You have three UI options for logging into your Raspberry Pi:
1. The “standard” way: connect a USB keyboard and HDMI monitor directly to the Pi.
2. connect a PC or Mac to the Pi by plugging a USB-to-serial console cable like the Adafruit 954 into the Pi’s GPIO header, and use the Terminal app on your laptop to connect and login to the Pi as described here.
3. connect your Pi to your local network and then use the SSH app on your Mac to open a remote session on the Pi as described here.
I use all three methods, and each has its benefits in different situations.
Once I’ve initially setup my Pi for networking using option 1 or 2, I find the third option – connecting via LAN – most flexible, since it doesn’t require the Pi to be tethered to my Mac or any other equipment. I can power up the Pi on my workbench, and as soon as it’s connected itself to the WiFi, I can SSH into it from anywhere in the house. Or even over the Internet if I open a port in my router for the purpose.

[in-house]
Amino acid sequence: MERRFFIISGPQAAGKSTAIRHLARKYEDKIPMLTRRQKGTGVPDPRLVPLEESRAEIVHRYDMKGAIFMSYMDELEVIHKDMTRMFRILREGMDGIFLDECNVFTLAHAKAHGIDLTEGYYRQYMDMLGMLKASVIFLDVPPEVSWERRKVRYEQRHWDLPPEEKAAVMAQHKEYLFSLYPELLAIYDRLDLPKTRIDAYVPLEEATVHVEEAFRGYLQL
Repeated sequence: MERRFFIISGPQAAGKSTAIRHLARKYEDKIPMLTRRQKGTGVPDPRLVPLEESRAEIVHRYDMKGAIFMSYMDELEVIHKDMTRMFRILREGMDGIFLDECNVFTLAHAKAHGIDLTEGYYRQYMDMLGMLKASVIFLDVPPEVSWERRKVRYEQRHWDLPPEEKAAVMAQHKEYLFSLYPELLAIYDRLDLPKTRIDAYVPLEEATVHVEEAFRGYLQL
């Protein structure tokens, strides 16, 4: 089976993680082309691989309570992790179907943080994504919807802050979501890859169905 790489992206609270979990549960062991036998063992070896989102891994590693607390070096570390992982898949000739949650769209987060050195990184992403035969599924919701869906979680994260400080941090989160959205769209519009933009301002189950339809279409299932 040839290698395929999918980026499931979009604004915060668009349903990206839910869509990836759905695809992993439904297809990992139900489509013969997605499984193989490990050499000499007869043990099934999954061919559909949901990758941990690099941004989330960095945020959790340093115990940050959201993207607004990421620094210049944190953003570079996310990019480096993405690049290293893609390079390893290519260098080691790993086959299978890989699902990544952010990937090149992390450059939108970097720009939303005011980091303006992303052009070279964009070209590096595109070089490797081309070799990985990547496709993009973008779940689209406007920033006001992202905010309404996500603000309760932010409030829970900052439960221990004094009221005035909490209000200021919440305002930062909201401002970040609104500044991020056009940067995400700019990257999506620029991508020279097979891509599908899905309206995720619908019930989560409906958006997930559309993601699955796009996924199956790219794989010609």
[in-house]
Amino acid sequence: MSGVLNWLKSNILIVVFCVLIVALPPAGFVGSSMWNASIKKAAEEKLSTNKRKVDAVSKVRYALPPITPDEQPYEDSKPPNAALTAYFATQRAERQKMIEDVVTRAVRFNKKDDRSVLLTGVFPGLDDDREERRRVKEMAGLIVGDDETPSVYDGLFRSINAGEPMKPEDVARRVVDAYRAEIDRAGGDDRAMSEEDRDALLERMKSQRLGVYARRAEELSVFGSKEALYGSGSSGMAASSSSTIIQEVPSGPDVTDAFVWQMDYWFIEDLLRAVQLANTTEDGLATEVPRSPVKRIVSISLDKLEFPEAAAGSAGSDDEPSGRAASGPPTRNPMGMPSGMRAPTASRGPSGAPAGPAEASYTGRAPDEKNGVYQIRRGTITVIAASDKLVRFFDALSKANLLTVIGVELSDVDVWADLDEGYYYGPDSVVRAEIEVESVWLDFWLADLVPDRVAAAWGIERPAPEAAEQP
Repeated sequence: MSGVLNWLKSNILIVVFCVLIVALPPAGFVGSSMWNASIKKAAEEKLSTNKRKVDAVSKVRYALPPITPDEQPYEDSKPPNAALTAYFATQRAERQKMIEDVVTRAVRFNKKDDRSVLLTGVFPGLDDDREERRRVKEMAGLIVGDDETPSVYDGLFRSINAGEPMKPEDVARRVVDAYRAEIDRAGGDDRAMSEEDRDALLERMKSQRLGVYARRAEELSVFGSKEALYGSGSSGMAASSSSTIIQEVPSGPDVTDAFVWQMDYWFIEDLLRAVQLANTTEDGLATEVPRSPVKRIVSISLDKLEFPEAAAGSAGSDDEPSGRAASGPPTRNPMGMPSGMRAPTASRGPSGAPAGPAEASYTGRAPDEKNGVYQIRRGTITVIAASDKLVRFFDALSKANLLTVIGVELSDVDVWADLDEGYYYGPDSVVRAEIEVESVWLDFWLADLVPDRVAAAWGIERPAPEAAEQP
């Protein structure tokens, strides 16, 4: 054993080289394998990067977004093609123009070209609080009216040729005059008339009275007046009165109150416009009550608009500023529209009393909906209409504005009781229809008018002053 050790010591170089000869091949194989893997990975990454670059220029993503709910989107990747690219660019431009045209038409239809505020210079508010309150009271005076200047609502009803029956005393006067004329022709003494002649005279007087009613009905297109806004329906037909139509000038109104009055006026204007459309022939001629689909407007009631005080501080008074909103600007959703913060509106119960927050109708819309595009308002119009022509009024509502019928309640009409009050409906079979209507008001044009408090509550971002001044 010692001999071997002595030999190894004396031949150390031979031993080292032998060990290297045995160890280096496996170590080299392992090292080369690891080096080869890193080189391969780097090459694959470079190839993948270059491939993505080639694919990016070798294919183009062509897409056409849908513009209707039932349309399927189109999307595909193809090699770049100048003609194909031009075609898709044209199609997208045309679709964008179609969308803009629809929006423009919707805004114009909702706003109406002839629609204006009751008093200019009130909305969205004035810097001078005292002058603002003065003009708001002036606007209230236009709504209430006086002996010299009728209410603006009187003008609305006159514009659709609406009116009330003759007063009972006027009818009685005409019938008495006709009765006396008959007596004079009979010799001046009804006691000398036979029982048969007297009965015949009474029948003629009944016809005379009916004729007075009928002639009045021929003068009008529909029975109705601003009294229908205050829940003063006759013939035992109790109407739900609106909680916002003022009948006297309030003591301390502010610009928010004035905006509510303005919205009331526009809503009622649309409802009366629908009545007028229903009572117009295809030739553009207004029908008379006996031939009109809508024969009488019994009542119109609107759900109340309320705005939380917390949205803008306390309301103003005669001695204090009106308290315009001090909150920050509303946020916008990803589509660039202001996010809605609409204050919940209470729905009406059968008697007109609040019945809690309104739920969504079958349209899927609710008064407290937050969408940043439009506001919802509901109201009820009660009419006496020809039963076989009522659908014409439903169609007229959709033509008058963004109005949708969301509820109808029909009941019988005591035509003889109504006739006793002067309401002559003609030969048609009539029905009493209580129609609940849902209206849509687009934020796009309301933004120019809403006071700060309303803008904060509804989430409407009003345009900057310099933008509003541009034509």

You sometimes need to find out the MAC address of your Raspberry Pi. For instance, you want to find it among the list of devices attached to your LAN, because you want your router’s DHCP service to assign your RPi a permanently dedicated IP address instead of letting the DHCP just assign it the next available IP address each time you start it up. Then you can SSH into the same IP address each time to log into your RPi from your PC or Mac knowing it will always be there, without having to search for the RPi on the network.
Some LANs are configured to allow access only for a white-listed devices by MAC address, so you’ll also need to know yours to be able to use such a LAN.